Stories told

Wanted by the FBI

On my flight to Germany in the summer of 1984, engine trouble forced us to land in Düsseldorf rather than in Frankfurt as planned. Because Düsseldorf expected no international flights that day, nobody was working in customs. My passport went unstamped, and I waltzed into Germany uncounted. How very un-German.

Several weeks later, my group visited Berlin. The Wall would not fall for five more years. At Checkpoint Alpha on the East German border, grave, armed border police in fitted olive uniforms boarded our bus and, without looking at or speaking to anyone, collected all of our passports and exited. They made us wait more than an hour, our anxiety growing, before they returned with our passports (all tossed into a box) and waved us through. Each passport had received an East German stamp. The road from there to Berlin was bounded by walls so tall that we couldn’t see over them even from our bus seats way up high. I guess the communists didn’t want you to see the glorious living conditions on the inside, or everybody would want to move there. Several hours later down that road we were easily waved through the checkpoint at the West Berlin border.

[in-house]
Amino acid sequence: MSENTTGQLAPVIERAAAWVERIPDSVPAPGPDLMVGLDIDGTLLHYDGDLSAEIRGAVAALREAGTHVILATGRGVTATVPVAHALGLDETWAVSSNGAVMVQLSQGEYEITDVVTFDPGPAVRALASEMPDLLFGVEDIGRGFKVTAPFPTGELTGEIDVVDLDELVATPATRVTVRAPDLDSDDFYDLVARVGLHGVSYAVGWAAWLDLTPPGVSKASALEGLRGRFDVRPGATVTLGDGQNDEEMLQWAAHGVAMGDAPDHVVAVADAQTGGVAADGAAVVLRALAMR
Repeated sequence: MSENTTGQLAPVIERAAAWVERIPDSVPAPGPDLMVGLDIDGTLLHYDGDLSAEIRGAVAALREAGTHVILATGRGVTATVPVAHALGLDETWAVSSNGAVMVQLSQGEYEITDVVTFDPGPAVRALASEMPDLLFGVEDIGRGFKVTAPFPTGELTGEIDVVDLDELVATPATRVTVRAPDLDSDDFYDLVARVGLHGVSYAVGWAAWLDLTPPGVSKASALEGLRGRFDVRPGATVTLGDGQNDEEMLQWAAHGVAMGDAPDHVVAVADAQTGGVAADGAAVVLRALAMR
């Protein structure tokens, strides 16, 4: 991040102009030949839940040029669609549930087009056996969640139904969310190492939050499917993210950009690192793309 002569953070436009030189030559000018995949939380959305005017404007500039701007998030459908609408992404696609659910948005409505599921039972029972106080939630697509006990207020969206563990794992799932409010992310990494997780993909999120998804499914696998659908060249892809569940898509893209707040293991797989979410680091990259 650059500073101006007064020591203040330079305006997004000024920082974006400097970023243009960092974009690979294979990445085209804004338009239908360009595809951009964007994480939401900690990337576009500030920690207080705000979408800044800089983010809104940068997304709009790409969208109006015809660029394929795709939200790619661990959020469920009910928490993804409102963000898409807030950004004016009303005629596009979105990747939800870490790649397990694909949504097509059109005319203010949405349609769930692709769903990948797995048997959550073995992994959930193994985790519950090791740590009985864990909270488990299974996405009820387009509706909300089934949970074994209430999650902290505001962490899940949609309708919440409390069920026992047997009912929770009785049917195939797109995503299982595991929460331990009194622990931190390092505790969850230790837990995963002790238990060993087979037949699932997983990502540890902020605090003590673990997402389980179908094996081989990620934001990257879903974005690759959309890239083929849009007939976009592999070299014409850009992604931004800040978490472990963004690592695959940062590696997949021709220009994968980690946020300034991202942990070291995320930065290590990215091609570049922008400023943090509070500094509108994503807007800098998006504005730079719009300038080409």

Checkpoint Charlie

A few days later we crossed into East Berlin to see the sights. At the famous Checkpoint Charlie, stone-faced border police once again boarded our bus, collected our passports, and made us wait for a long time before they returned them all stamped.

Checkpoint Charlie

In East Berlin I walked in the Alexanderplatz, stood in line to buy a communist propaganda rag, er, newspaper (the top story that day was essentially how President Reagan was an idiot), drank beer and laughed with teenaged East Berliners, and tried to use a fetid underground open-pit public restroom. Shudder. I held it until we got back to the west.